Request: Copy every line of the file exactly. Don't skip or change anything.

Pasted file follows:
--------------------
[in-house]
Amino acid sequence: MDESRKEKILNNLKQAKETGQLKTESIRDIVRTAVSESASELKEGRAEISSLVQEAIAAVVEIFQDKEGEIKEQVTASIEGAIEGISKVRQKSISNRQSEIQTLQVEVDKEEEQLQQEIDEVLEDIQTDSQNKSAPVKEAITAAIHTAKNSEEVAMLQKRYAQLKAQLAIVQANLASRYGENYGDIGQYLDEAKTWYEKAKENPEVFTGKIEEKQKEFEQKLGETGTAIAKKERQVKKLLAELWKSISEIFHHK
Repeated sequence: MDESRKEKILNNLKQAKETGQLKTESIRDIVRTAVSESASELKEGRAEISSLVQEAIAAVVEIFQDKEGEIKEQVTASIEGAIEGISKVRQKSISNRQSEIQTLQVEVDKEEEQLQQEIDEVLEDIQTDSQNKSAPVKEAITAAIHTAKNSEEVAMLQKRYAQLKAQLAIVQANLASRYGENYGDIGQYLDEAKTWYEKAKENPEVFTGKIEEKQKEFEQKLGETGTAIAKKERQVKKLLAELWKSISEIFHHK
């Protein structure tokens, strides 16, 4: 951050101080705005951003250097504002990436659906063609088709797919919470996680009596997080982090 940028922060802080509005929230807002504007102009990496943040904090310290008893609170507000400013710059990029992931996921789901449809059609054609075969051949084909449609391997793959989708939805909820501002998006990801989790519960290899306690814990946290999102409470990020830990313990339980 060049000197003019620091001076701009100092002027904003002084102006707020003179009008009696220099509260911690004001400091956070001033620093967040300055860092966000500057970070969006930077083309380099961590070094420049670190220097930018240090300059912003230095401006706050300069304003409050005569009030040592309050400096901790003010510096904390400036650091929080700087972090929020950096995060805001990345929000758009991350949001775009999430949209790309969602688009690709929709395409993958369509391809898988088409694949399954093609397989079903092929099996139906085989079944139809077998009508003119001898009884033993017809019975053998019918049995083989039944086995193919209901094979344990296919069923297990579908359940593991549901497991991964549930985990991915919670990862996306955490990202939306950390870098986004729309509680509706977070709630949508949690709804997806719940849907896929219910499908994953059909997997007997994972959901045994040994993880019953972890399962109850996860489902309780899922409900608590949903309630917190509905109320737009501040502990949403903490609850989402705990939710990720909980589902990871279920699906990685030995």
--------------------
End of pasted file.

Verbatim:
[in-house]
Amino acid sequence: MDESRKEKILNNLKQAKETGQLKTESIRDIVRTAVSESASELKEGRAEISSLVQEAIAAVVEIFQDKEGEIKEQVTASIEGAIEGISKVRQKSISNRQSEIQTLQVEVDKEEEQLQQEIDEVLEDIQTDSQNKSAPVKEAITAAIHTAKNSEEVAMLQKRYAQLKAQLAIVQANLASRYGENYGDIGQYLDEAKTWYEKAKENPEVFTGKIEEKQKEFEQKLGETGTAIAKKERQVKKLLAELWKSISEIFHHK
Repeated sequence: MDESRKEKILNNLKQAKETGQLKTESIRDIVRTAVSESASELKEGRAEISSLVQEAIAAVVEIFQDKEGEIKEQVTASIEGAIEGISKVRQKSISNRQSEIQTLQVEVDKEEEQLQQEIDEVLEDIQTDSQNKSAPVKEAITAAIHTAKNSEEVAMLQKRYAQLKAQLAIVQANLASRYGENYGDIGQYLDEAKTWYEKAKENPEVFTGKIEEKQKEFEQKLGETGTAIAKKERQVKKLLAELWKSISEIFHHK
């Protein structure tokens, strides 16, 4: 951050101080705005951003250097504002990436659906063609088709797919919470996680009596997080982090 940028922060802080509005929230807002504007102009990496943040904090310290008893609170507000400013710059990029992931996921789901449809059609054609075969051949084909449609391997793959989708939805909820501002998006990801989790519960290899306690814990946290999102409470990020830990313990339980 060049000197003019620091001076701009100092002027904003002084102006707020003179009008009696220099509260911690004001400091956070001033620093967040300055860092966000500057970070969006930077083309380099961590070094420049670190220097930018240090300059912003230095401006706050300069304003409050005569009030040592309050400096901790003010510096904390400036650091929080700087972090929020950096995060805001990345929000758009991350949001775009999430949209790309969602688009690709929709395409993958369509391809898988088409694949399954093609397989079903092929099996139906085989079944139809077998009508003119001898009884033993017809019975053998019918049995083989039944086995193919209901094979344990296919069923297990579908359940593991549901497991991964549930985990991915919670990862996306955490990202939306950390870098986004729309509680509706977070709630949508949690709804997806719940849907896929219910499908994953059909997997007997994972959901045994040994993880019953972890399962109850996860489902309780899922409900608590949903309630917190509905109320737009501040502990949403903490609850989402705990939710990720909980589902990871279920699906990685030995």